The goal of this project is to improve the recovery of oil from the Circle Ridge Oilfield, located on the Wind River Reservation in Wyoming, through an innovative integration of matrix characterization, structural reconstruction, and the characterization of the fracturing in the reservoir through the use of discrete fracture network models.

  16. Phase II - final report study of alternatives for future operations of the naval petroleum and oil shale reserves NPR-3, Wyoming

    SciTech Connect (OSTI)

    NONE

    1996-12-01T23:59:59.000Z

    The U.S. Department of Energy (DOE) has asked Gustavson Associates, Inc. to serve as an Independent Petroleum Appraiser under contract DE-AC01-96FE64202. This authorizes a study and recommendations regarding future development of Naval Petroleum Reserve No. 3 (NPR-3) in Natrona County, Wyoming. The report that follows is the Phase II Final Report for that study.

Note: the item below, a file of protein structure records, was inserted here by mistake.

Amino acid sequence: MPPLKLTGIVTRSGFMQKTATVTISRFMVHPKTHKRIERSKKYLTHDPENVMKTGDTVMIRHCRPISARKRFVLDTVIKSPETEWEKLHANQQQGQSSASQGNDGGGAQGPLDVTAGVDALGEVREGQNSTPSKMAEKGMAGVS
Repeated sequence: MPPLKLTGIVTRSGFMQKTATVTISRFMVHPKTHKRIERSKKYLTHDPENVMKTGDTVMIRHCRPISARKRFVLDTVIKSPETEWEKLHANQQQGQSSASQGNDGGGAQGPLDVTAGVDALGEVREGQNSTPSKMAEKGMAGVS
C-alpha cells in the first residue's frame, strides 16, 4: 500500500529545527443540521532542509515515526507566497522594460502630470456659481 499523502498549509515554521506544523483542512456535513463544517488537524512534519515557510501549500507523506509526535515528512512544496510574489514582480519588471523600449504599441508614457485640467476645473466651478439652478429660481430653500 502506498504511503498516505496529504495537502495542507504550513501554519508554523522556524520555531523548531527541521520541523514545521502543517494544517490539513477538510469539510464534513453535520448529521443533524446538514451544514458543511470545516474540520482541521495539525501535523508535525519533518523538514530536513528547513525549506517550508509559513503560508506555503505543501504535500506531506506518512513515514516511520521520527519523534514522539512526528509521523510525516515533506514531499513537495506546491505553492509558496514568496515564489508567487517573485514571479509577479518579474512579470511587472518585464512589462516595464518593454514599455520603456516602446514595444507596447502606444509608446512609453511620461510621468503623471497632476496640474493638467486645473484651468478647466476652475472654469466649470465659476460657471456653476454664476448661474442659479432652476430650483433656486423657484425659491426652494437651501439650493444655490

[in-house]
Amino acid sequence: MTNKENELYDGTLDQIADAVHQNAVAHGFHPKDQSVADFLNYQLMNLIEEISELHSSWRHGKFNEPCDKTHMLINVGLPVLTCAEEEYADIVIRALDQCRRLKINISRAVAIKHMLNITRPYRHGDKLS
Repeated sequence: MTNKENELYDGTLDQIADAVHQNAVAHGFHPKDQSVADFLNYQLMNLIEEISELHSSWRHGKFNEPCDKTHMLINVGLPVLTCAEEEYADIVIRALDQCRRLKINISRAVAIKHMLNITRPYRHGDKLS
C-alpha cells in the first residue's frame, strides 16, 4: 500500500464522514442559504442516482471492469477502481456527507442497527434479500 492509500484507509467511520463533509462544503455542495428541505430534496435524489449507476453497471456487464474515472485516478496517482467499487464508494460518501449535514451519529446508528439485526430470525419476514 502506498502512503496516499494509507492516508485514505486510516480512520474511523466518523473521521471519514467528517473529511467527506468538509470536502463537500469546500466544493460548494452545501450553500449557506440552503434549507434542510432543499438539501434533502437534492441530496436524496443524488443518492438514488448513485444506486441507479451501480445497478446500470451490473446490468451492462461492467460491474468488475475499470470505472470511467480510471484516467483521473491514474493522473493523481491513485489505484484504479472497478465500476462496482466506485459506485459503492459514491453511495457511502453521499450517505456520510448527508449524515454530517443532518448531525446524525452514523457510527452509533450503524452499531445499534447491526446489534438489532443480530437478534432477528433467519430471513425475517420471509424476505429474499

17. Sampling and analyses report for June 1992 semiannual postburn sampling at the RM1 UCG site, Hanna, Wyoming

    SciTech Connect (OSTI)

    Lindblom, S.R.

    1992-08-01T23:59:59.000Z